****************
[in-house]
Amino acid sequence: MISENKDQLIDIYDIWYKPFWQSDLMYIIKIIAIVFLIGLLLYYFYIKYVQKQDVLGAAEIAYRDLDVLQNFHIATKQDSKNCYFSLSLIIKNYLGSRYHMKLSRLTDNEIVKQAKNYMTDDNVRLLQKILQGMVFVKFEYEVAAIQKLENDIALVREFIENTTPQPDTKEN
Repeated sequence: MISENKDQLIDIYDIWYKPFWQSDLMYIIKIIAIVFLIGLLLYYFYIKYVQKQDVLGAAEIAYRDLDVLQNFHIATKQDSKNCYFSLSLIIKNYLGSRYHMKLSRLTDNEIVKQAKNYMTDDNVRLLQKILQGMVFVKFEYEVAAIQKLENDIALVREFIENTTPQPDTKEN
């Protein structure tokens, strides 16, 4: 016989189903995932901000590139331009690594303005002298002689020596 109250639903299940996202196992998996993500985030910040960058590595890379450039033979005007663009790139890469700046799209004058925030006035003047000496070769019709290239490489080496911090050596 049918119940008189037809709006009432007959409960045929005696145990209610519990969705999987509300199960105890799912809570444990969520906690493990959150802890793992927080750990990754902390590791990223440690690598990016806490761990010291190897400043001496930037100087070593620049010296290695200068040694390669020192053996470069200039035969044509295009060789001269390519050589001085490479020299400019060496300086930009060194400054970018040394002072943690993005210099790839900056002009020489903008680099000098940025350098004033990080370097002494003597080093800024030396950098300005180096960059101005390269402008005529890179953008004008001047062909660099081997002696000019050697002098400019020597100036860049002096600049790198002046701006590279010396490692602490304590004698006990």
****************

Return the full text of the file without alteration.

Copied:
[in-house]
Amino acid sequence: MISENKDQLIDIYDIWYKPFWQSDLMYIIKIIAIVFLIGLLLYYFYIKYVQKQDVLGAAEIAYRDLDVLQNFHIATKQDSKNCYFSLSLIIKNYLGSRYHMKLSRLTDNEIVKQAKNYMTDDNVRLLQKILQGMVFVKFEYEVAAIQKLENDIALVREFIENTTPQPDTKEN
Repeated sequence: MISENKDQLIDIYDIWYKPFWQSDLMYIIKIIAIVFLIGLLLYYFYIKYVQKQDVLGAAEIAYRDLDVLQNFHIATKQDSKNCYFSLSLIIKNYLGSRYHMKLSRLTDNEIVKQAKNYMTDDNVRLLQKILQGMVFVKFEYEVAAIQKLENDIALVREFIENTTPQPDTKEN
């Protein structure tokens, strides 16, 4: 016989189903995932901000590139331009690594303005002298002689020596 109250639903299940996202196992998996993500985030910040960058590595890379450039033979005007663009790139890469700046799209004058925030006035003047000496070769019709290239490489080496911090050596 049918119940008189037809709006009432007959409960045929005696145990209610519990969705999987509300199960105890799912809570444990969520906690493990959150802890793992927080750990990754902390590791990223440690690598990016806490761990010291190897400043001496930037100087070593620049010296290695200068040694390669020192053996470069200039035969044509295009060789001269390519050589001085490479020299400019060496300086930009060194400054970018040394002072943690993005210099790839900056002009020489903008680099000098940025350098004033990080370097002494003597080093800024030396950098300005180096960059101005390269402008005529890179953008004008001047062909660099081997002696000019050697002098400019020597100036860049002096600049790198002046701006590279010396490692602490304590004698006990």